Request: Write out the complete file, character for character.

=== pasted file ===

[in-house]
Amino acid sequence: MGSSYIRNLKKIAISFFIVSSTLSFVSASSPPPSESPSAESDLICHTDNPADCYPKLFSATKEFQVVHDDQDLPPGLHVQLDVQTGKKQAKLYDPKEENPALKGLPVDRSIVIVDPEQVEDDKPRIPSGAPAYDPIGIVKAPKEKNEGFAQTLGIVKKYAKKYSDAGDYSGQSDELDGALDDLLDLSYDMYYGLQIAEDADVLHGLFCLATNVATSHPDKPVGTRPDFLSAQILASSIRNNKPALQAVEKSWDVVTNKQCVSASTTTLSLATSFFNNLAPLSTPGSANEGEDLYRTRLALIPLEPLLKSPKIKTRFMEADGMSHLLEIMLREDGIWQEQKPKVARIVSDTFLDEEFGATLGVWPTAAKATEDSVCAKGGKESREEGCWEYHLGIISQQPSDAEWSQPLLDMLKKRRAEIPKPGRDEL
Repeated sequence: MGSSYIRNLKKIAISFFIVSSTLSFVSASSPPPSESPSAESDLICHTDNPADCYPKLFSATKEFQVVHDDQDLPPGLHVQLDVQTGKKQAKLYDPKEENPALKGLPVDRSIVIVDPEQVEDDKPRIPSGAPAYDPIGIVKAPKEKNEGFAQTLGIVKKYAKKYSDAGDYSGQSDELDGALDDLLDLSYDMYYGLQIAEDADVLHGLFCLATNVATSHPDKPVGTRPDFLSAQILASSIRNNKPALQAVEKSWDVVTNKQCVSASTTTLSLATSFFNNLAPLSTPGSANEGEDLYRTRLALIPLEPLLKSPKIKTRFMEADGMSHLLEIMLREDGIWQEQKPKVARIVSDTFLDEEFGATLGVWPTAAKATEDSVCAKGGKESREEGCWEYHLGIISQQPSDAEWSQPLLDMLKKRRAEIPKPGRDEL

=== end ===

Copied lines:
[in-house]
Amino acid sequence: MGSSYIRNLKKIAISFFIVSSTLSFVSASSPPPSESPSAESDLICHTDNPADCYPKLFSATKEFQVVHDDQDLPPGLHVQLDVQTGKKQAKLYDPKEENPALKGLPVDRSIVIVDPEQVEDDKPRIPSGAPAYDPIGIVKAPKEKNEGFAQTLGIVKKYAKKYSDAGDYSGQSDELDGALDDLLDLSYDMYYGLQIAEDADVLHGLFCLATNVATSHPDKPVGTRPDFLSAQILASSIRNNKPALQAVEKSWDVVTNKQCVSASTTTLSLATSFFNNLAPLSTPGSANEGEDLYRTRLALIPLEPLLKSPKIKTRFMEADGMSHLLEIMLREDGIWQEQKPKVARIVSDTFLDEEFGATLGVWPTAAKATEDSVCAKGGKESREEGCWEYHLGIISQQPSDAEWSQPLLDMLKKRRAEIPKPGRDEL
Repeated sequence: MGSSYIRNLKKIAISFFIVSSTLSFVSASSPPPSESPSAESDLICHTDNPADCYPKLFSATKEFQVVHDDQDLPPGLHVQLDVQTGKKQAKLYDPKEENPALKGLPVDRSIVIVDPEQVEDDKPRIPSGAPAYDPIGIVKAPKEKNEGFAQTLGIVKKYAKKYSDAGDYSGQSDELDGALDDLLDLSYDMYYGLQIAEDADVLHGLFCLATNVATSHPDKPVGTRPDFLSAQILASSIRNNKPALQAVEKSWDVVTNKQCVSASTTTLSLATSFFNNLAPLSTPGSANEGEDLYRTRLALIPLEPLLKSPKIKTRFMEADGMSHLLEIMLREDGIWQEQKPKVARIVSDTFLDEEFGATLGVWPTAAKATEDSVCAKGGKESREEGCWEYHLGIISQQPSDAEWSQPLLDMLKKRRAEIPKPGRDEL